Ethan Bechtel: That makes sense. Yeah, everyone has an experience, right? So, every patient that goes to a practice has an experience, good or bad. Hopefully more good than bad. As a consumer, myself, as a patient for many many years of my life… how many times have I left a review? I can definitely count on one hand, and it’s either because I had an incredible experience or I didn’t have a good experience at all. But that in-between where people have, like, generally positive things to say, you’re saying, most of the time, they’re not going to leave a review, but if they did, if we asked them, they would. They would go and leave a positive review the vast majority of the time, it sounds?

Matt Murray: Yeah, if you go, you have to think about your own life. If you go to your allergist or you have your annual physical, you go and you get your appointment completed and you leave, and maybe you tell your loved ones, the folks that you live with, “Yeah, I had a good appointment today.”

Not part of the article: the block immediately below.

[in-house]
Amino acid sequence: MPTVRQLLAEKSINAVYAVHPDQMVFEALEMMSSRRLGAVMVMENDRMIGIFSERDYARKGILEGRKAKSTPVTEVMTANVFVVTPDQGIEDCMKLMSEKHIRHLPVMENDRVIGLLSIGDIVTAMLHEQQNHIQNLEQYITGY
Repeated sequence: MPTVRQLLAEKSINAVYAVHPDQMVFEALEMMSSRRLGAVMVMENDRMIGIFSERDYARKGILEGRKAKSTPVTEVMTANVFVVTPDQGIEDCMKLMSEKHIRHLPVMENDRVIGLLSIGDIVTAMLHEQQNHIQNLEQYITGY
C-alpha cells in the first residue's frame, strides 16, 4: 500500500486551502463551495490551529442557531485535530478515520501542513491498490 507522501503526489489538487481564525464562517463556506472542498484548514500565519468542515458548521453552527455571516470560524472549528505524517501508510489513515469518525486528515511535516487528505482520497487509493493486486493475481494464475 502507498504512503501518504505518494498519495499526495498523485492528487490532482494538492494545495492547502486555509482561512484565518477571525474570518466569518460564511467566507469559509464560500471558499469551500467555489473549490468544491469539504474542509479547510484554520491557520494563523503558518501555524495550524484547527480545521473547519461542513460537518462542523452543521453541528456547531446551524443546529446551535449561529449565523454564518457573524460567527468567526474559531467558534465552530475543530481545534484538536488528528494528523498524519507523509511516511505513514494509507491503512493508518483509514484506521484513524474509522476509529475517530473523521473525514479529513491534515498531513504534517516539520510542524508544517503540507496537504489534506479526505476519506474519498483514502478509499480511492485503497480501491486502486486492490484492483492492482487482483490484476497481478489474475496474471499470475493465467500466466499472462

But your mind doesn’t turn to voicing that opinion publicly in support of that practice. And that’s the challenge. How do we make this so easy that those folks who would leave you those four and five star reviews take 30 seconds to do so? 

How do I ask patients to leave a review?

Ethan Bechtel: [00:11:41] So, people are uncomfortable oftentimes asking for reviews. I think it can be an awkward thing to phrase. You don’t want to bother people. You want to make sure it doesn’t feel salesy. What’s the advice for a practice that wants to ask for reviews, but wants it to be comfortable? Is there a certain type of language or certain way to phrase the request in a way that doesn’t feel burdensome?